I launched my third (97k) novel in August at $2.99. Sales were desultory (though it has repeatedly hit the Political Fiction bestseller list, but not for long). I raised the price to $3.99 -- but no change in low sales. This book has received highly favorable reviews from NYT bestselling authors, Amazon Top Reviewers and respected book websites, but, so far, is selling poorly. I'm thinking of raising the price to $4.99 for the hell of it. I think planning strategically for Xmas ereader sales is important for us all. Higher prices should logically stand up to increased demand, I should think.

Rob Cornell said...

Just to be nit-pickey and weird, why always $X.99? I think Zoe Winters sells her books for $4.95. Why not $5.25 or #3.39? Do you think there's some psychology involved? Might an odd price draw attention from all the $X.99's simply for sticking out?

I dunno. I just raised prices on a number of my books to $4.95. As expected, Amazon is still selling them for $2.99 as a "discount."

Anybody's guess what works, right?

Merrill Heath said...

@LK Watts, I'm no expert on pricing (who is?) but I think you should check to see how other books in your genre are priced. See if you can find a book that's similar to yours that is selling pretty well and use that as a guide.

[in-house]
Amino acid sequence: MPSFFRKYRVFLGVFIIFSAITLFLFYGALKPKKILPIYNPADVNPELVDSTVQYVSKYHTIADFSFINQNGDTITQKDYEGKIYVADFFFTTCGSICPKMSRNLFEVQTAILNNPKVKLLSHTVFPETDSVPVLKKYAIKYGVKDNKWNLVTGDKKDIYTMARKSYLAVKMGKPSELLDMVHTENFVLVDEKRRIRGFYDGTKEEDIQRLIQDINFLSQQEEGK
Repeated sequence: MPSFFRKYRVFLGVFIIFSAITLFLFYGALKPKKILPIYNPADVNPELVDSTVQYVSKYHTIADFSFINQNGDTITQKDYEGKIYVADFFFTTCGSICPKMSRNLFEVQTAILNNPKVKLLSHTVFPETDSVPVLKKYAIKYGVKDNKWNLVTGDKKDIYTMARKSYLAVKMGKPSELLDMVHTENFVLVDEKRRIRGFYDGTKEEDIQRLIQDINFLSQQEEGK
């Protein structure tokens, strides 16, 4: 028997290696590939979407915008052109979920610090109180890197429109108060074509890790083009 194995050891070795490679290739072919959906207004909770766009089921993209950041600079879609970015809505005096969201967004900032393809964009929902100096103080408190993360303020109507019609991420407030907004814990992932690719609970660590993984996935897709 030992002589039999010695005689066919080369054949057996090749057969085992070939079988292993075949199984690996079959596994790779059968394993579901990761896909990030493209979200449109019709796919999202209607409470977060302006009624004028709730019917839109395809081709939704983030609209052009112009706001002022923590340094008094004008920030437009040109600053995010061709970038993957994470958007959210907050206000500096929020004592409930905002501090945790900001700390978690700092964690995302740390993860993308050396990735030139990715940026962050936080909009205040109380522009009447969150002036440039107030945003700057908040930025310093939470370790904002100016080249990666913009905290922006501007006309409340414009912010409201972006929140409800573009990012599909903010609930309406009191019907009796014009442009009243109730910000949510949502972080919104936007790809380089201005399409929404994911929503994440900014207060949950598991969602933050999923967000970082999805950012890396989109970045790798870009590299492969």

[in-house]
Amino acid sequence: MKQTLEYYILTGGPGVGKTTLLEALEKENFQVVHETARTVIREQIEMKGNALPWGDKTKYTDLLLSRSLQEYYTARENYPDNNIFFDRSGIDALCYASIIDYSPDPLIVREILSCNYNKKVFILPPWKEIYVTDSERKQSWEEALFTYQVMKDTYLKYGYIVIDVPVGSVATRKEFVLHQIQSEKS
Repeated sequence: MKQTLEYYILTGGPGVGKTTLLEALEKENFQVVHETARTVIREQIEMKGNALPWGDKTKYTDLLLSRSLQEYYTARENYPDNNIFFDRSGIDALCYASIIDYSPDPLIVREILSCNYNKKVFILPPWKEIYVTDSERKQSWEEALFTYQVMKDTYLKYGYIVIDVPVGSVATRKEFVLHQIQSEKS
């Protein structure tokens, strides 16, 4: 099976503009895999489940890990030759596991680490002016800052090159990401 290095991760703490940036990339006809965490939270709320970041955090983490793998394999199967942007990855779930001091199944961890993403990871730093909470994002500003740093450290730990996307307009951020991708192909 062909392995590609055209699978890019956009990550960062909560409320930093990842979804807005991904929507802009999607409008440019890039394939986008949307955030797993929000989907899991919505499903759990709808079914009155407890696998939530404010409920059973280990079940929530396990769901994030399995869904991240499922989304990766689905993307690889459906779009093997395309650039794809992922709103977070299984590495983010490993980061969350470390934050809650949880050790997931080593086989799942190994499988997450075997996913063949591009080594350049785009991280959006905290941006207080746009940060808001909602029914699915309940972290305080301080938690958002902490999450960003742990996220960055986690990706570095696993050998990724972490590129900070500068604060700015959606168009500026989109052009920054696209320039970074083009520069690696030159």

But there are so many other factors involved. People will pay more for a book from an author they know. If your books are part of a series, you may want to keep a lower price on the first book in the series to entice readers to give it a try. As is stated so often, you want to make sure your covers and descriptions are good. And length is important.

As a rule of thumb, I use the following for the books I publish:
Less than 100 pgs – .99 to 2.99
100-200 pgs – 3.99
200+ pgs – 4.99-5.99
(page count based on 250 words/page)